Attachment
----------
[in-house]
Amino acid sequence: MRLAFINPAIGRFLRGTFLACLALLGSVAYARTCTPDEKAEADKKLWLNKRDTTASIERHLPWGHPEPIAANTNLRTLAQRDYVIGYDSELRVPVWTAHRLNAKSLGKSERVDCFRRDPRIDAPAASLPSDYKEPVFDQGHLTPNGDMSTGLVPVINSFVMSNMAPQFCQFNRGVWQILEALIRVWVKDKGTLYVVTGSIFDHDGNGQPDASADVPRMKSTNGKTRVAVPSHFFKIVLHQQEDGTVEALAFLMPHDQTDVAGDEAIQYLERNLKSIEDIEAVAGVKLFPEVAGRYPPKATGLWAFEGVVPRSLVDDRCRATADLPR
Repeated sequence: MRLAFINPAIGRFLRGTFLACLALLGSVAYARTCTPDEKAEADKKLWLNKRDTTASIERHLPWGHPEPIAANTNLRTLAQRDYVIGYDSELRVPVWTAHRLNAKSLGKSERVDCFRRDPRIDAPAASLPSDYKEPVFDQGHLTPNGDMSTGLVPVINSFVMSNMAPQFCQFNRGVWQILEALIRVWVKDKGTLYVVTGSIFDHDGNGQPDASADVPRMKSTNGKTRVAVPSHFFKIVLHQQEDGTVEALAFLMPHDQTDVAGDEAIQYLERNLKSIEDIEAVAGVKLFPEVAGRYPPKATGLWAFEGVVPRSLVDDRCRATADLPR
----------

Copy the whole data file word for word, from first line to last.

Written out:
[in-house]
Amino acid sequence: MRLAFINPAIGRFLRGTFLACLALLGSVAYARTCTPDEKAEADKKLWLNKRDTTASIERHLPWGHPEPIAANTNLRTLAQRDYVIGYDSELRVPVWTAHRLNAKSLGKSERVDCFRRDPRIDAPAASLPSDYKEPVFDQGHLTPNGDMSTGLVPVINSFVMSNMAPQFCQFNRGVWQILEALIRVWVKDKGTLYVVTGSIFDHDGNGQPDASADVPRMKSTNGKTRVAVPSHFFKIVLHQQEDGTVEALAFLMPHDQTDVAGDEAIQYLERNLKSIEDIEAVAGVKLFPEVAGRYPPKATGLWAFEGVVPRSLVDDRCRATADLPR
Repeated sequence: MRLAFINPAIGRFLRGTFLACLALLGSVAYARTCTPDEKAEADKKLWLNKRDTTASIERHLPWGHPEPIAANTNLRTLAQRDYVIGYDSELRVPVWTAHRLNAKSLGKSERVDCFRRDPRIDAPAASLPSDYKEPVFDQGHLTPNGDMSTGLVPVINSFVMSNMAPQFCQFNRGVWQILEALIRVWVKDKGTLYVVTGSIFDHDGNGQPDASADVPRMKSTNGKTRVAVPSHFFKIVLHQQEDGTVEALAFLMPHDQTDVAGDEAIQYLERNLKSIEDIEAVAGVKLFPEVAGRYPPKATGLWAFEGVVPRSLVDDRCRATADLPR